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Most people running Windows like having multiple apps running at the same time – and often, what’s running in the background can drain your battery.

You may remember some of the power experiments Microsoft did back in January 2017 with Windows 10 build 15002. Power Throttling was one of those experiments, and showed to have up to 11% savings in CPU power consumption for some of the most strenuous use cases.

In Windows 10 build 16176, Microsoft leveraged modern silicon capabilities to run background work in a power-efficient manner, thereby enhancing battery life significantly while still giving users access to powerful multitasking capabilities of Windows. With Power Throttling, when background work is running, Windows places the CPU in its most energy efficient operating modes – work gets done, but the minimal possible battery is spent on that work.

How does it work? To give great performance to the apps you’re using, while at the same time power throttling background work, Microsoft built a sophisticated detection system into Windows. The OS identifies work that is important to you (apps in the foreground, apps playing music, as well as other categories of important work we infer from the demands of running apps and the apps the user interacts with). While this detection works well for most apps, if you happen to notice an app that is negatively impacted by Power Throttling, Microsoft really wants to know!! You can do 3 things:

1. Provide feedback. Run the Feedback Hub and file feedback under the Power and Battery > Throttled Applications category.

2. Control Power Throttling system-wide, using the Power Slider. Windows works hardest to keep the processor in its efficient ranges when you’ve selected Battery saver, Better battery or Better Performance, and turns off completely when you’ve selected Best Performance.

3. Opt individual apps out from Power Throttling by unchecking Let Windows decide when this app can run in the background in Battery usage by app, and unchecking Reduce work app does when in background.

Starting with Windows 10 version 1709, you can enable or disable Power Throttling. If you enable Power Throttling, users will be able to apply their own Power Throttling settings as noted above.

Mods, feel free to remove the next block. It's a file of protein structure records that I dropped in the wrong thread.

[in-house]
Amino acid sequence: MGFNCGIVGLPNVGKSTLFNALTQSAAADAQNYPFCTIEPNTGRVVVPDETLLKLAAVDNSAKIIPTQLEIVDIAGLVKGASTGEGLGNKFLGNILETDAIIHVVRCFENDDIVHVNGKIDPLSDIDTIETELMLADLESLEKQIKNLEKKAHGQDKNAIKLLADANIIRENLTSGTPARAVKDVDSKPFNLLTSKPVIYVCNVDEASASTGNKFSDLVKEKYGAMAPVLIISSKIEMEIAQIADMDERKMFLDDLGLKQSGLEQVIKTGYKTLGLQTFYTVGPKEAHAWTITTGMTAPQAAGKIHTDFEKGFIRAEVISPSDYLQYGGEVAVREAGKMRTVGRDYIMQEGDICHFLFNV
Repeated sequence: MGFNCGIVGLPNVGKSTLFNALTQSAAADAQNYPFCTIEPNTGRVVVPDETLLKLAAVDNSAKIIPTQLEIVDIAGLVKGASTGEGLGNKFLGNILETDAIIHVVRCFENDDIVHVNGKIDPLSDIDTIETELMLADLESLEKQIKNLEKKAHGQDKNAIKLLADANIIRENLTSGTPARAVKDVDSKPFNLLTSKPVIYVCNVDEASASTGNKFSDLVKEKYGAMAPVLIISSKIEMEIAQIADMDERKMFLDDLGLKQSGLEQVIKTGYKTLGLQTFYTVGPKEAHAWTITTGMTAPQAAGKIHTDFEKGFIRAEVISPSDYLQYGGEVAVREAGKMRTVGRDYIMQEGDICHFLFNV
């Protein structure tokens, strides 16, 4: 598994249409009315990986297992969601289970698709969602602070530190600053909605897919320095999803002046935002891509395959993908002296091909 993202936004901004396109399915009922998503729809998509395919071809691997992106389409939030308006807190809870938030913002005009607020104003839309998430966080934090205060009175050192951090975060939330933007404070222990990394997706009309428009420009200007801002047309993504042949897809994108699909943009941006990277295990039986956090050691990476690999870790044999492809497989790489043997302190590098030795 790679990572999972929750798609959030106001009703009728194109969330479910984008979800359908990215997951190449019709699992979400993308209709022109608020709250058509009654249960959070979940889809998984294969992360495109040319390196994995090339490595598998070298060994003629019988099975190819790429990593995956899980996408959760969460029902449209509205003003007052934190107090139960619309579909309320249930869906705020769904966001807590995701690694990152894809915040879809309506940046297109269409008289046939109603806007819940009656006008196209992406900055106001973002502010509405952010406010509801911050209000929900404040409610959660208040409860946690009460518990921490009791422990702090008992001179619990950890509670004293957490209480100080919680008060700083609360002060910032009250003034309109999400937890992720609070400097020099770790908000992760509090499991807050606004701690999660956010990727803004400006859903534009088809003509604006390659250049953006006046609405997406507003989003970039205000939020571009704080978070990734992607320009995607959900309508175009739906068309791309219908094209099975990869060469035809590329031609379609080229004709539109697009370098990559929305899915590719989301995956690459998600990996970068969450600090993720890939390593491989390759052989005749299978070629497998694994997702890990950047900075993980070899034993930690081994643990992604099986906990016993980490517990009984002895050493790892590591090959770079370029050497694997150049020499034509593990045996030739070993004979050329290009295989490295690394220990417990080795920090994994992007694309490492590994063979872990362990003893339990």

This tutorial will show you how to enable or disable Power Throttling for all users in Windows 10.

You must be signed in as an administrator to enable or disable Power Throttling.
Note   Note
Power Throttling is currently available only for processors with Intel’s Speed Shift technology, available in Intel’s 6th-gen (and beyond) Core processors – Microsoft is working on expanding support to other processors as well over the next few months.

CONTENTS:
  • Option One: Enable or Disable Power Throttling using Local Group Policy Editor
  • Option Two: Enable or Disable Power Throttling using a REG file


EXAMPLE: Power Throttling in Task Manager
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Enable or Disable Power Throttling in Windows 10 OPTION ONE Enable or Disable Power Throttling in Windows 10
Enable or Disable Power Throttling using Local Group Policy Editor

Note   Note
Local Group Policy Editor is only available in the Windows 10 Pro, Enterprise, and Education editions.

All editions can use Option TWO below.

1. Open the Local Group Policy Editor.

2. In the left pane of Local Group Policy Editor, navigate to the location below. (see screenshot below)

Computer Configuration\Administrative Templates\System\Power Management\Power Throttling Settings

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3. In the right pane of Power Throttling Settings in Local Group Policy Editor, double click/tap on the Turn off Power Throttling policy to edit it. (see screenshot above)

4. Do step 5 (enable) or step 6 (disable) below for what you would like to do.


 5. To Enable Power Throttling

A) Select (dot) Not Configured or Disabled, click/tap on OK, and go to step 7 below. (see screenshot below)

NOTE: Not Configured is the default setting.


 6. To Disable Power Throttling

A) Select (dot) Enabled, click/tap on OK, and go to step 7 below. (see screenshot below)

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7. Close the Local Group Policy Editor.

8. Restart the computer to apply.






Enable or Disable Power Throttling in Windows 10 OPTION TWO Enable or Disable Power Throttling in Windows 10
Enable or Disable Power Throttling using a REG file

Note   Note
The downloadable .reg files below will modify the DWORD value in the registry key below.

HKEY_LOCAL_MACHINE\SYSTEM\CurrentControlSet\Control\Power\PowerThrottling

PowerThrottlingOff DWORD

0 = Enable
1 = Disable

1. Do step 2 (enable) or step 3 (disable) below for what you would like to do.


 2. To Enable Power Throttling

NOTE: This is the default setting.

A) Click/tap on the Download button below to download the file below, and go to step 4 below.

Enable_Power_Throttling.reg

download


 3. To Disable Power Throttling

A) Click/tap on the Download button below to download the file below, and go to step 4 below.

Disable_Power_Throttling.reg

download

4. Save the .reg file to your desktop.

5. Double click/tap on the downloaded .reg file to merge it.

6. When prompted, click/tap on Run, Yes (UAC), Yes, and OK to approve the merge.

7. Restart the computer to apply.

8. You can now delete the downloaded .reg file if you like.


That's it,
Shawn